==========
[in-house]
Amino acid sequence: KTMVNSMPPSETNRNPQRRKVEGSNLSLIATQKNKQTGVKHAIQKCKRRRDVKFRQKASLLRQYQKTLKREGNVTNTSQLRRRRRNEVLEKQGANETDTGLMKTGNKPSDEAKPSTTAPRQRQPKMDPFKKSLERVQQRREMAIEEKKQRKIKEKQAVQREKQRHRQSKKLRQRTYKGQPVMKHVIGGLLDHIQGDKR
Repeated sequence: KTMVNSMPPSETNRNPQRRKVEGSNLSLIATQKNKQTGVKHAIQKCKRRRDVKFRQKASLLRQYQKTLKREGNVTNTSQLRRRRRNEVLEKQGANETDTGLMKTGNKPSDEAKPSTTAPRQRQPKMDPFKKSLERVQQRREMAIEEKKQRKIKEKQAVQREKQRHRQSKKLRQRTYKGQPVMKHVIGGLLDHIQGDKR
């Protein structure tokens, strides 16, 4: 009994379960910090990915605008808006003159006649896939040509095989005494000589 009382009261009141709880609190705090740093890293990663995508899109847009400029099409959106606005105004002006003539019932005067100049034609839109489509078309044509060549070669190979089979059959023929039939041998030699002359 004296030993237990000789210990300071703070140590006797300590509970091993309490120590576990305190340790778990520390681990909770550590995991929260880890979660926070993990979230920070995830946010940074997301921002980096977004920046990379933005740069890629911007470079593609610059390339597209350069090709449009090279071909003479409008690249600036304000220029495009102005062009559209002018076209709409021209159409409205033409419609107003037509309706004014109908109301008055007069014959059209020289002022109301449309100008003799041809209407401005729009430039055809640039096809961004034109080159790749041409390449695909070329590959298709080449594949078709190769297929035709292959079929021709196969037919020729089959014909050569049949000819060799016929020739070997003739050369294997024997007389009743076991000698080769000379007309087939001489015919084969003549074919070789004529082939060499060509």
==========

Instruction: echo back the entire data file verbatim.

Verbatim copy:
[in-house]
Amino acid sequence: KTMVNSMPPSETNRNPQRRKVEGSNLSLIATQKNKQTGVKHAIQKCKRRRDVKFRQKASLLRQYQKTLKREGNVTNTSQLRRRRRNEVLEKQGANETDTGLMKTGNKPSDEAKPSTTAPRQRQPKMDPFKKSLERVQQRREMAIEEKKQRKIKEKQAVQREKQRHRQSKKLRQRTYKGQPVMKHVIGGLLDHIQGDKR
Repeated sequence: KTMVNSMPPSETNRNPQRRKVEGSNLSLIATQKNKQTGVKHAIQKCKRRRDVKFRQKASLLRQYQKTLKREGNVTNTSQLRRRRRNEVLEKQGANETDTGLMKTGNKPSDEAKPSTTAPRQRQPKMDPFKKSLERVQQRREMAIEEKKQRKIKEKQAVQREKQRHRQSKKLRQRTYKGQPVMKHVIGGLLDHIQGDKR
């Protein structure tokens, strides 16, 4: 009994379960910090990915605008808006003159006649896939040509095989005494000589 009382009261009141709880609190705090740093890293990663995508899109847009400029099409959106606005105004002006003539019932005067100049034609839109489509078309044509060549070669190979089979059959023929039939041998030699002359 004296030993237990000789210990300071703070140590006797300590509970091993309490120590576990305190340790778990520390681990909770550590995991929260880890979660926070993990979230920070995830946010940074997301921002980096977004920046990379933005740069890629911007470079593609610059390339597209350069090709449009090279071909003479409008690249600036304000220029495009102005062009559209002018076209709409021209159409409205033409419609107003037509309706004014109908109301008055007069014959059209020289002022109301449309100008003799041809209407401005729009430039055809640039096809961004034109080159790749041409390449695909070329590959298709080449594949078709190769297929035709292959079929021709196969037919020729089959014909050569049949000819060799016929020739070997003739050369294997024997007389009743076991000698080769000379007309087939001489015919084969003549074919070789004529082939060499060509």